Comedian Eddie Izzard went to Kenya to see how the worst drought for 50 years has had a heart-breaking impact on East Africa’s children.
He met critically ill children who UNICEF is helping to survive by providing them with life-saving, emergency food and milk.
Eddie met Hussain, 2, who was severely malnourished. His organs had begun to shut down one by one to give his heart enough energy to continue beating. It was touch and go whether he would survive.
As Eddie says, your money can’t make it rain, but £20 could buy a month’s supply of life-saving emergency food for a child like Hussain. And £100 could feed 5 children like Hussain.
One text of £5 could help save a child’s life. This is your opportunity to help, please text now.
Children like Hussain shouldn’t have to suffer like this.
Tomorrow William and Kate, the Duke and Duchess of Cambridge, are making a special visit to UNICEF’s emergency centre in Copenhagen, to help raise awareness about the East Africa crisis and Somalia famine. Millions of children still need immediate life-saving assistance as the drought continues.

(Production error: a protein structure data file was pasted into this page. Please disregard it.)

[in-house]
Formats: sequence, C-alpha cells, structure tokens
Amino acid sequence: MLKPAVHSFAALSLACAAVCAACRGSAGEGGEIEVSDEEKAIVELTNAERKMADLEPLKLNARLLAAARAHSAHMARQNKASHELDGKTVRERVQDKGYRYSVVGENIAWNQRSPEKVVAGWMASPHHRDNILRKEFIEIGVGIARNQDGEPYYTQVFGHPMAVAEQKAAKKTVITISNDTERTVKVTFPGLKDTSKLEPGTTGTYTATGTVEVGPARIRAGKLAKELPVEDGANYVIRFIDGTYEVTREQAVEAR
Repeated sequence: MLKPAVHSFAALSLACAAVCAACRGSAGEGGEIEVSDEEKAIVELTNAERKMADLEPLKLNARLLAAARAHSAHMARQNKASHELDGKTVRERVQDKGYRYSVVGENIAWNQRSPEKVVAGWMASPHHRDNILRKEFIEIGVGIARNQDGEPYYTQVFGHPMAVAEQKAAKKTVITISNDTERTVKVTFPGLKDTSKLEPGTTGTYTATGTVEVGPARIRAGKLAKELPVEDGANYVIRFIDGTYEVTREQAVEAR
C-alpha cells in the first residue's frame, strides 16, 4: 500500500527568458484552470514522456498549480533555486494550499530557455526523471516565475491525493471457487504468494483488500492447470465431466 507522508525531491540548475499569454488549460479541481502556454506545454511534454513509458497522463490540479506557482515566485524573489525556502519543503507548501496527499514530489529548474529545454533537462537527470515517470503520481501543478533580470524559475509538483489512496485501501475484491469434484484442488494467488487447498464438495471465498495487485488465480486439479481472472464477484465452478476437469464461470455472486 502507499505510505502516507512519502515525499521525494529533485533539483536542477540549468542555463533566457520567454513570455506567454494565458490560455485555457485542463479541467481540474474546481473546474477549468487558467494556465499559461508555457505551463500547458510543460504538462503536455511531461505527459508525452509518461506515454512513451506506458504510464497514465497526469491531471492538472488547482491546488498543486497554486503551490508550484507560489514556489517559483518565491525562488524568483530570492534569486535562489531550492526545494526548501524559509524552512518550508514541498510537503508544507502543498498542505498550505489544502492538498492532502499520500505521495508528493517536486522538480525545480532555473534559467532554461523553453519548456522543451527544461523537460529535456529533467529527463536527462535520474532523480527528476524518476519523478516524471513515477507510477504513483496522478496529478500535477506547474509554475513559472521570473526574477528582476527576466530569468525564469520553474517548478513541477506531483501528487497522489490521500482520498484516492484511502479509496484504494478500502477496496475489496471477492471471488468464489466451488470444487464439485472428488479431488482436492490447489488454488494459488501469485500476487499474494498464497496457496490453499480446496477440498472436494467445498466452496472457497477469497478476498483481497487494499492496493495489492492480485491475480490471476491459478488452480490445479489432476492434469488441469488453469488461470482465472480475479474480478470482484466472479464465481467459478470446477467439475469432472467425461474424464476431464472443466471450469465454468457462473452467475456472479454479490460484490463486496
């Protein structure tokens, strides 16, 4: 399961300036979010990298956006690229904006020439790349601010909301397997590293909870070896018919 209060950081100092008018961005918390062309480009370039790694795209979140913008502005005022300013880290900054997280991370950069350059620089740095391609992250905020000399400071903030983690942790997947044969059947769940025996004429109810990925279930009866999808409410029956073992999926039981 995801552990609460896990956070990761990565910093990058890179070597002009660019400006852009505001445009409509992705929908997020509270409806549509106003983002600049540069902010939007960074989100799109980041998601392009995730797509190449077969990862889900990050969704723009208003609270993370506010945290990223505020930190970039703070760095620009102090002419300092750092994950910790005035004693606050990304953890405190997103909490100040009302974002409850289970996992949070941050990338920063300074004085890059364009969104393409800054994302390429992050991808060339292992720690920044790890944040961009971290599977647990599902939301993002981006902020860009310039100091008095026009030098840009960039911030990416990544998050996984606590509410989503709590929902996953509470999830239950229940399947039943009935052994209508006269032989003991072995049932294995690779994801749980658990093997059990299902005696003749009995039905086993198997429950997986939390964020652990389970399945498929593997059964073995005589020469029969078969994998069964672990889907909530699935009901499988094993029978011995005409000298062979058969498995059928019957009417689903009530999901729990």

This is six-year-old Mariyah. She’s stopping for some much-needed refreshment after taking part in the Somali Cycle ride yesterday in east London.
More than 200 children cycled their hearts out in the hot sun to raise money for our East Africa Children’s Emergency appeal.
Well done everyone!!
What goes on behind the scenes at UNICEF during an emergency.
11 year-old Toby raised £14 for our East Africa Children’s Crisis appeal by busking on his clarinet at Womad Festival. Amazing work Toby! Thanks!
We’ve put together a map of southern Somalia that shows the shocking levels of food insecurity and severe malnutrition in the country right now.
//** AUG 03 IMPORTANT UPDATE ON SOMALIA FAMINE **//
Today, famine was declared in three new areas of Southern Somalia: in Middle Shabelle, Afgoye, and amongst the displaced community in Mogadishu.
This is a children’s famine. Tens of thousands of children have already died in the last few months.
In some areas, the rate of severe acute malnutrition is so high – at least one in five – that if children don’t get help soon, they will die within weeks.
We are the largest supplier of emergency food in Somalia. This week, 11 flights carrying life-saving nutrition supplies will arrive in Mogadishu.
With therapeutic feeding, a child can fully recuperate within four to six weeks. That means we can save lives if we act now.
(Above: On 24 July, a toddler clings to his mother as they queue for a food distribution in the Badbado camp in Mogadishu, the capital. © UNICEF/Kate Holt)